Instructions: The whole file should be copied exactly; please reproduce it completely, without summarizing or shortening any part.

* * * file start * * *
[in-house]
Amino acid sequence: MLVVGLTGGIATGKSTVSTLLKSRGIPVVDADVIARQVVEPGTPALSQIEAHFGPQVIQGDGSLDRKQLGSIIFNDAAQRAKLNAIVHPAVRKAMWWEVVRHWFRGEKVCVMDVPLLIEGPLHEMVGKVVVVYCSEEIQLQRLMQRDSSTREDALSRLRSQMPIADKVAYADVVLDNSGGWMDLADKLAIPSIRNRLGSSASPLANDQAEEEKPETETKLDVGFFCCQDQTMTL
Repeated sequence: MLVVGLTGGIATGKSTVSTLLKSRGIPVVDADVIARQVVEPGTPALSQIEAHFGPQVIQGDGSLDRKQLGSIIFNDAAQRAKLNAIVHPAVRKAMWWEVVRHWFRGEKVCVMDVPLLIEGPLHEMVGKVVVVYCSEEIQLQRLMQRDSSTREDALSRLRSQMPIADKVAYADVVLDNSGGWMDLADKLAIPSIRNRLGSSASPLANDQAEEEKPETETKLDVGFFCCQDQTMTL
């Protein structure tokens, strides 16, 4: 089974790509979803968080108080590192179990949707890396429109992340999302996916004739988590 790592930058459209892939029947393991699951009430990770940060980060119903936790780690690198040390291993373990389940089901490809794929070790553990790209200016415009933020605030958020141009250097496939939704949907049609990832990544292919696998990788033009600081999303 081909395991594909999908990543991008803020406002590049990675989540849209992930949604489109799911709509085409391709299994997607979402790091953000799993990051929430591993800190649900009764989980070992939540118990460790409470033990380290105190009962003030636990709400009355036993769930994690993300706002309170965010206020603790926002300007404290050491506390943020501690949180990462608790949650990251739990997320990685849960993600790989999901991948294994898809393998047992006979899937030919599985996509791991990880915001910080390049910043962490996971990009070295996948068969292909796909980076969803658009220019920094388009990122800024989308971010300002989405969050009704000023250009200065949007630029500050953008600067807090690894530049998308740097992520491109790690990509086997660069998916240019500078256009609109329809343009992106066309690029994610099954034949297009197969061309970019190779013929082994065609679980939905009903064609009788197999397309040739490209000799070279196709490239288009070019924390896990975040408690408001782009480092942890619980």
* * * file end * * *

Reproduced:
[in-house]
Amino acid sequence: MLVVGLTGGIATGKSTVSTLLKSRGIPVVDADVIARQVVEPGTPALSQIEAHFGPQVIQGDGSLDRKQLGSIIFNDAAQRAKLNAIVHPAVRKAMWWEVVRHWFRGEKVCVMDVPLLIEGPLHEMVGKVVVVYCSEEIQLQRLMQRDSSTREDALSRLRSQMPIADKVAYADVVLDNSGGWMDLADKLAIPSIRNRLGSSASPLANDQAEEEKPETETKLDVGFFCCQDQTMTL
Repeated sequence: MLVVGLTGGIATGKSTVSTLLKSRGIPVVDADVIARQVVEPGTPALSQIEAHFGPQVIQGDGSLDRKQLGSIIFNDAAQRAKLNAIVHPAVRKAMWWEVVRHWFRGEKVCVMDVPLLIEGPLHEMVGKVVVVYCSEEIQLQRLMQRDSSTREDALSRLRSQMPIADKVAYADVVLDNSGGWMDLADKLAIPSIRNRLGSSASPLANDQAEEEKPETETKLDVGFFCCQDQTMTL
């Protein structure tokens, strides 16, 4: 089974790509979803968080108080590192179990949707890396429109992340999302996916004739988590 790592930058459209892939029947393991699951009430990770940060980060119903936790780690690198040390291993373990389940089901490809794929070790553990790209200016415009933020605030958020141009250097496939939704949907049609990832990544292919696998990788033009600081999303 081909395991594909999908990543991008803020406002590049990675989540849209992930949604489109799911709509085409391709299994997607979402790091953000799993990051929430591993800190649900009764989980070992939540118990460790409470033990380290105190009962003030636990709400009355036993769930994690993300706002309170965010206020603790926002300007404290050491506390943020501690949180990462608790949650990251739990997320990685849960993600790989999901991948294994898809393998047992006979899937030919599985996509791991990880915001910080390049910043962490996971990009070295996948068969292909796909980076969803658009220019920094388009990122800024989308971010300002989405969050009704000023250009200065949007630029500050953008600067807090690894530049998308740097992520491109790690990509086997660069998916240019500078256009609109329809343009992106066309690029994610099954034949297009197969061309970019190779013929082994065609679980939905009903064609009788197999397309040739490209000799070279196709490239288009070019924390896990975040408690408001782009480092942890619980």